VA Palo Alto Health Care System
Katie Holloway: A Paralympian By Determination
Two-time winner of USA Volleyball’s Female Athlete of the Year and U.S. Paralympian Kathryn “Katie” Holloway was not your ordinary little girl. Yes, she wears a prosthetic leg, but being taller than most and coming from an athletically inclined family can really make a girl stand out.
A father who played football in college, a mother who played high school sports, and siblings who also played sports...it was no wonder that in middle school Holloway was already playing multiple sports herself: including basketball, volleyball and softball.
However, after several necessary surgeries took her in and out of school, Holloway noticed she was different. She was born without a fibula bone in her right leg, a condition also known as fibular hemi Melia. She had trouble getting around without aid when she first started walking and after exhausting all of the alternatives, the Holloways finally decided to go with the doctor’s recommendation to amputate.
“The reason I am able to travel the world and do these amazing things is because of my disability,” said Holloway in regards to how she has learned to view her disability.
Holloway continued playing sports in high school, especially excelling in basketball, which helped her get into college. After several meetings with college recruiters, she settled on California State University, Northridge. Although moving away from home was difficult, Holloway soon became close with the girls on her team.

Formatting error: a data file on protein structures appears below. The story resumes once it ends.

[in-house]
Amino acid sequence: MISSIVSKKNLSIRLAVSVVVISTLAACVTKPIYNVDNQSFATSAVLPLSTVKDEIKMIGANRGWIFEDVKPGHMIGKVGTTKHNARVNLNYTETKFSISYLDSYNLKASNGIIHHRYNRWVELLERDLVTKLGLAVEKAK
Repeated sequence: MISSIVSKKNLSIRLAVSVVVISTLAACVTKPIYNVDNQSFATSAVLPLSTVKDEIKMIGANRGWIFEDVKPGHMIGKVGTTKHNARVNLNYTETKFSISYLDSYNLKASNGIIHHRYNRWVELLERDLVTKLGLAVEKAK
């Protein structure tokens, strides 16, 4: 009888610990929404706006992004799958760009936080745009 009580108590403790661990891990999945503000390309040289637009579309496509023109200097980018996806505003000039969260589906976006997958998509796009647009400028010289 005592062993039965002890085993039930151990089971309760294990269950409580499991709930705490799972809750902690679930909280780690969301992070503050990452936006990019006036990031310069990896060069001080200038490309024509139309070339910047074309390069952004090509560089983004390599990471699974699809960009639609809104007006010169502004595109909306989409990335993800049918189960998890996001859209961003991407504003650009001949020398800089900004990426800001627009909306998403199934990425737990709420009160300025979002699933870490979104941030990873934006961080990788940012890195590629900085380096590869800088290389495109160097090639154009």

It was during practice in 2006 when the U.S. Paralympic Women’s sitting volleyball team decided to train at her college. Her athletic trainer for basketball asked her if she had thought about playing sitting volleyball and if she wanted to meet the team.
“The team was all amputees and wore no prosthetics while sitting on the ground, I thought it was weird,” she said, admitting she used to wear knee high socks over her prosthetic in order to avoid drawing attention. The quick meeting really opened her eyes, as she had never seen anything like it.
It was not until after the basketball season was over that her coach called her into the office and told her the Paralympic team was interested in flying her to Oklahoma to join them for a training session. Weighing all her options, she figured why not take this opportunity.
As if being on a plane alone for the first time and rooming with a girl she has never met had not already put Holloway at odds, during her first training she reached her final stage of being comfortable with her disability.
“I had to just rip off the band aid,” she said, recalling the first time she took off her prosthetic in front of a crowd of people and sat down to play. After getting to know the stories of the other women on her team Holloway noted that “it [not wearing the prosthetic in public] became easier and changed my mindset completely.”
Fast forward past an arduous time of relearning volleyball from a seated perspective, she reached her first world championship in the Netherlands. In the end, she was hooked.
After her last year of school and basketball at CSU Northridge, she wanted more from her Paralympic experience.